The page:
WILDLIFE – Two grizzly bear attacks reported in Montana last week could have had dramatically different outcomes had the humans involved been equipped with pepper spray.
• An antler hunter shot and killed a female grizzly bear he said was charging him on the Blackfoot-Clearwater game range just northeast of the Clearwater Junction.
The shooting orphans the bear’s two small cubs, which were born this year.
• Two hikers were bitten by a bear near the Deer Creek Trail in the Gallatin National Forest north of Big Sky. A woman suffered bites to the leg, and the man with her was bitten on the forearm when he tried to intervene.
Montana wildlife officials say they will treat the attack as a normal surprise reaction of a mother bear.
Also: Joseph Cree Medicine, 26, was sentenced to three years’ probation and fined $500 for shooting a grizzly that scared him while he was deer hunting in northwestern Montana. He did not quickly report the shooting as required by law.
Program puts employees on bikes
CYCLING – Some of Spokane’s Mountain Gear employees have been participating in Bike to Work week on wheels purchased through a corporate program with Two Wheel Transit bicycle shop.
In three years, Mountain Gear’s employee program has helped outfit more than 60 employees and their family members with Trek bikes. Mountain Gear finances employee bike purchases with no interest over eight months, said company spokesman Wyeth Larson.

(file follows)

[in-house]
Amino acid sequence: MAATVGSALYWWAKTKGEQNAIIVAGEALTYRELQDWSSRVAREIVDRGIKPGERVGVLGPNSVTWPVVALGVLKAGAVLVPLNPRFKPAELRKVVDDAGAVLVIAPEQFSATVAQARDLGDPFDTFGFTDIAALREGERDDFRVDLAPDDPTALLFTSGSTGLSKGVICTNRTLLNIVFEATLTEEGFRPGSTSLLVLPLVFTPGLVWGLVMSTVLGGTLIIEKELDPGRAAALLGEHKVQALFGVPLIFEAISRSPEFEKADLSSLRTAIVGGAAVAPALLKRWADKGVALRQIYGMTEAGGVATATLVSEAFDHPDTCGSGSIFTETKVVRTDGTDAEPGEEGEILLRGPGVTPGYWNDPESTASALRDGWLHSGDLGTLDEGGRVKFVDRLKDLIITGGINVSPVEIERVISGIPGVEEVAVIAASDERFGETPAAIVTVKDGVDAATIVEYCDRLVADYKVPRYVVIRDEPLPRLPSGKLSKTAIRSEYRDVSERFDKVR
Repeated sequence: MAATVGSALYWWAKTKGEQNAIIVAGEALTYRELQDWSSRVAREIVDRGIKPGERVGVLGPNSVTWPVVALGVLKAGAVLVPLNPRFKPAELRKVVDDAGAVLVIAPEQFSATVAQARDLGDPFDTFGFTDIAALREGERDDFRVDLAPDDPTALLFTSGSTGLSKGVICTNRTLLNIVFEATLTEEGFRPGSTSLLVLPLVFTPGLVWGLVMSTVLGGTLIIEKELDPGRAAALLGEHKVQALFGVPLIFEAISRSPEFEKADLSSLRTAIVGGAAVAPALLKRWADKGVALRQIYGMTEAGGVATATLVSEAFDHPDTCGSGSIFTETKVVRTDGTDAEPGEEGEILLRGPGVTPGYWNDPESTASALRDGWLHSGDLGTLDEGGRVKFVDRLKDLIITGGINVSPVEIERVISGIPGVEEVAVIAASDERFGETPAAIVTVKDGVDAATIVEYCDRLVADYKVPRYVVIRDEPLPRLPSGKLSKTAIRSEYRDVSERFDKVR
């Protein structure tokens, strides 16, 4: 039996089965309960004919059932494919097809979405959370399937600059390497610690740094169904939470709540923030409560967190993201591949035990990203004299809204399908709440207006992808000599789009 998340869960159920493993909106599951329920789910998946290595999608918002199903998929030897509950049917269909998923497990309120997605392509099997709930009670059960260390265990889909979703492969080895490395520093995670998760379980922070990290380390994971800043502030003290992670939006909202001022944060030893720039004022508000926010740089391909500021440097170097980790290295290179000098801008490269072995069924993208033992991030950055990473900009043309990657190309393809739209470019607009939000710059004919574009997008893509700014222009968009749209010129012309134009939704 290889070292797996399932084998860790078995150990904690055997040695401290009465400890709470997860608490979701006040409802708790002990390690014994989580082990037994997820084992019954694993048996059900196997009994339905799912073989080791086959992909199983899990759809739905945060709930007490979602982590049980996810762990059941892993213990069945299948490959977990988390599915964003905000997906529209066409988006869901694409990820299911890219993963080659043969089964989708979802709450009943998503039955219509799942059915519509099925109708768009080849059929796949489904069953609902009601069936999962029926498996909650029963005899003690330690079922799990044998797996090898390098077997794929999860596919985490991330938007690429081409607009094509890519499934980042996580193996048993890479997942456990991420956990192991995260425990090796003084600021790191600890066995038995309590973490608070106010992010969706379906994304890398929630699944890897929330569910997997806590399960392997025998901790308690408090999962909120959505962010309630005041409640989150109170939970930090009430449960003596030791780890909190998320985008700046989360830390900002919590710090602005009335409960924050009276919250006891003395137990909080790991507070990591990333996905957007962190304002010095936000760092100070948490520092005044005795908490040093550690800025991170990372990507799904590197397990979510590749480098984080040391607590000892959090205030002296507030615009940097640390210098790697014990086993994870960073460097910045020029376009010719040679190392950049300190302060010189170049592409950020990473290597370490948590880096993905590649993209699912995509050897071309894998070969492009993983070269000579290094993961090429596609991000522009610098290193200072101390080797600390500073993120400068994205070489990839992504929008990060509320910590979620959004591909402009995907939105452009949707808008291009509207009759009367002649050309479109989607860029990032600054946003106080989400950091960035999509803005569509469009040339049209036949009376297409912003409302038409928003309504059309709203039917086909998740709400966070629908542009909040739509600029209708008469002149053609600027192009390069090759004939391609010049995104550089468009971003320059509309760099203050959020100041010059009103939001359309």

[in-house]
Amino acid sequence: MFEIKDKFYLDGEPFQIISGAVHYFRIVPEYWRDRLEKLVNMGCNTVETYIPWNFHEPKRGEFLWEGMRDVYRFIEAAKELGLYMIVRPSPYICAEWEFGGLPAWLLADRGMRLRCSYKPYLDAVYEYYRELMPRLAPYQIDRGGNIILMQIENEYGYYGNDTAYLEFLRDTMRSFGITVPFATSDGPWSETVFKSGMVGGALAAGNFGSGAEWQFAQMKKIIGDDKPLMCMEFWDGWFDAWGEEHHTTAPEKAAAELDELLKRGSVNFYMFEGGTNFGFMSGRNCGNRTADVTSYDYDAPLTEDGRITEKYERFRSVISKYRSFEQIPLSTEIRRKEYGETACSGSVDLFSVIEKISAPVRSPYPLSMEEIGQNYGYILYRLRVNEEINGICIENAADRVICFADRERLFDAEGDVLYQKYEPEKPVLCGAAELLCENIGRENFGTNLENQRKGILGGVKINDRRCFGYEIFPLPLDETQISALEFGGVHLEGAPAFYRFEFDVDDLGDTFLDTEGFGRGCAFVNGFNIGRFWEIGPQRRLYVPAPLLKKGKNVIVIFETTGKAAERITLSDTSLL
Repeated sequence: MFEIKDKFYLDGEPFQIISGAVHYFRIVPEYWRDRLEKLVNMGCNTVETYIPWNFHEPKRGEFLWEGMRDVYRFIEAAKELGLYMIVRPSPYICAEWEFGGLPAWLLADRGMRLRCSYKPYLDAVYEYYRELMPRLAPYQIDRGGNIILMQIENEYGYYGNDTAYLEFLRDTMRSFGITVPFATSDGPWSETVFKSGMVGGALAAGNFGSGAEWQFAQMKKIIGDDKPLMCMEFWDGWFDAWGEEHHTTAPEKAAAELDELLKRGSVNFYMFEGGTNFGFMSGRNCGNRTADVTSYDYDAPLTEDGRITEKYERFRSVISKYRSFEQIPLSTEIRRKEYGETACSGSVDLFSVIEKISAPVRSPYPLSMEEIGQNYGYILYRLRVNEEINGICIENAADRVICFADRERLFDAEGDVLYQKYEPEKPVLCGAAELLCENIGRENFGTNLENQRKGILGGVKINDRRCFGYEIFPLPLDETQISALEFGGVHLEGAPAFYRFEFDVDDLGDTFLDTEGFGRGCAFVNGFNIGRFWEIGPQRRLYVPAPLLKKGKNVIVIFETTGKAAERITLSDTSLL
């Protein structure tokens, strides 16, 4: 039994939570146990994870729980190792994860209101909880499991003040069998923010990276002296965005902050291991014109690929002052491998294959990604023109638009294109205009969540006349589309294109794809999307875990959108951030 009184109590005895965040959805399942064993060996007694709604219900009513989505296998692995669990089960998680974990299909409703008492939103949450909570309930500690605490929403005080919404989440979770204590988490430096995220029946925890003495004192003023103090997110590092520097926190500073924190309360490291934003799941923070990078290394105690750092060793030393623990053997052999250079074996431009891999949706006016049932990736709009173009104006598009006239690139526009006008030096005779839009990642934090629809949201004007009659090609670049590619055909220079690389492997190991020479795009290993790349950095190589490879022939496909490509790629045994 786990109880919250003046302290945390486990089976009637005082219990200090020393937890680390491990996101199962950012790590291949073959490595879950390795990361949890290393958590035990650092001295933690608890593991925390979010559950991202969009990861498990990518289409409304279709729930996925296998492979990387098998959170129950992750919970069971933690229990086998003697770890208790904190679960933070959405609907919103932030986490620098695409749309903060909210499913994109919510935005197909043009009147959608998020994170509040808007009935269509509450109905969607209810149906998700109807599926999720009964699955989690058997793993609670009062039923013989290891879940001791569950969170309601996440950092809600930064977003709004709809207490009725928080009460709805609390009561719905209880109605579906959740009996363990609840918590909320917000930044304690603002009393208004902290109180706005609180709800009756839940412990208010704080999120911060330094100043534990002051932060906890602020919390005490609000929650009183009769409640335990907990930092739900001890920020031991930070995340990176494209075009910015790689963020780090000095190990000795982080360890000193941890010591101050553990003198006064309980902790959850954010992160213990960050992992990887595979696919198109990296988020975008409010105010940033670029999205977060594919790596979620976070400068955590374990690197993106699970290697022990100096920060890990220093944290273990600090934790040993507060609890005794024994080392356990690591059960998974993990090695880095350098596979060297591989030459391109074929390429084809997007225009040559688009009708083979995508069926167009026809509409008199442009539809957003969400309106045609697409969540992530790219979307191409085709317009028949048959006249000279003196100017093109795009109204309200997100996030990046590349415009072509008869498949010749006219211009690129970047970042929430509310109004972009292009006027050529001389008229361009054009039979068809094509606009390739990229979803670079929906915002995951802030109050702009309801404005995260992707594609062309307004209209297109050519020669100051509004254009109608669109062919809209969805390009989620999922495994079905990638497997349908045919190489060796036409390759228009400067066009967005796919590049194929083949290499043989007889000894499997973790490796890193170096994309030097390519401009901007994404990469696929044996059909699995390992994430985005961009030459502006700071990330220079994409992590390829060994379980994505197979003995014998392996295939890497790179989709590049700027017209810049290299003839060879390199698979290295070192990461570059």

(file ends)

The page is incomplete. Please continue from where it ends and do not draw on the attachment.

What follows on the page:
For details contact:
• Larson, 340-6108.
• Two Wheel Transit, Geoff Forshag, 747-2231.
Wolves in news for trouble this week
WILDLIFE – Gray wolves made headlines on several fronts this week:
• Idaho Fish and Game officials gave deputies the go-ahead to kill a pack of about seven wolves suspected in frequent attacks on dogs and livestock in Elk City.
• Environmental groups dropped a lawsuit to prevent wildlife officials from killing two wolves in northeastern Oregon blamed for recent livestock deaths in that area. One of the Imnaha Pack wolves was killed on Tuesday.
• Montana wildlife officials tentatively approved a plan allowing hunters to kill as many as 220 wolves this fall.
Forest fire workers earn national awards
PUBLIC LANDS – Two northeastern Washington firefighters have received National Smokey Bear awards for outstanding leadership in wildfire prevention efforts.
Ray Kresek, curator, author and retired firefighter, received a 2011 Silver Smokey Bear Award along with John Foster Fanning, a DNR fire control forester and fire prevention specialist.